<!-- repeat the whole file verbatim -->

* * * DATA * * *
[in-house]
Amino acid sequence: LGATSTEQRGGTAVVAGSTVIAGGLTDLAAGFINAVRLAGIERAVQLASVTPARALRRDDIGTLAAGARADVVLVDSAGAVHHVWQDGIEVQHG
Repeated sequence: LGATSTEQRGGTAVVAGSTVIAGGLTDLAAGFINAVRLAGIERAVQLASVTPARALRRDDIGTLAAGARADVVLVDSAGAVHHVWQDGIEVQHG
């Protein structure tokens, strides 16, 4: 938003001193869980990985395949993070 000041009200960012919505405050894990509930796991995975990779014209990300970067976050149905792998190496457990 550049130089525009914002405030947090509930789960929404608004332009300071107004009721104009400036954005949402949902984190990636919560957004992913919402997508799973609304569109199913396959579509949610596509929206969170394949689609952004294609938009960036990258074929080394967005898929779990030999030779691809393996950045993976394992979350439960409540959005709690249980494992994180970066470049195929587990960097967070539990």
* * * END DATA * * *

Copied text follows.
[in-house]
Amino acid sequence: LGATSTEQRGGTAVVAGSTVIAGGLTDLAAGFINAVRLAGIERAVQLASVTPARALRRDDIGTLAAGARADVVLVDSAGAVHHVWQDGIEVQHG
Repeated sequence: LGATSTEQRGGTAVVAGSTVIAGGLTDLAAGFINAVRLAGIERAVQLASVTPARALRRDDIGTLAAGARADVVLVDSAGAVHHVWQDGIEVQHG
């Protein structure tokens, strides 16, 4: 938003001193869980990985395949993070 000041009200960012919505405050894990509930796991995975990779014209990300970067976050149905792998190496457990 550049130089525009914002405030947090509930789960929404608004332009300071107004009721104009400036954005949402949902984190990636919560957004992913919402997508799973609304569109199913396959579509949610596509929206969170394949689609952004294609938009960036990258074929080394967005898929779990030999030779691809393996950045993976394992979350439960409540959005709690249980494992994180970066470049195929587990960097967070539990």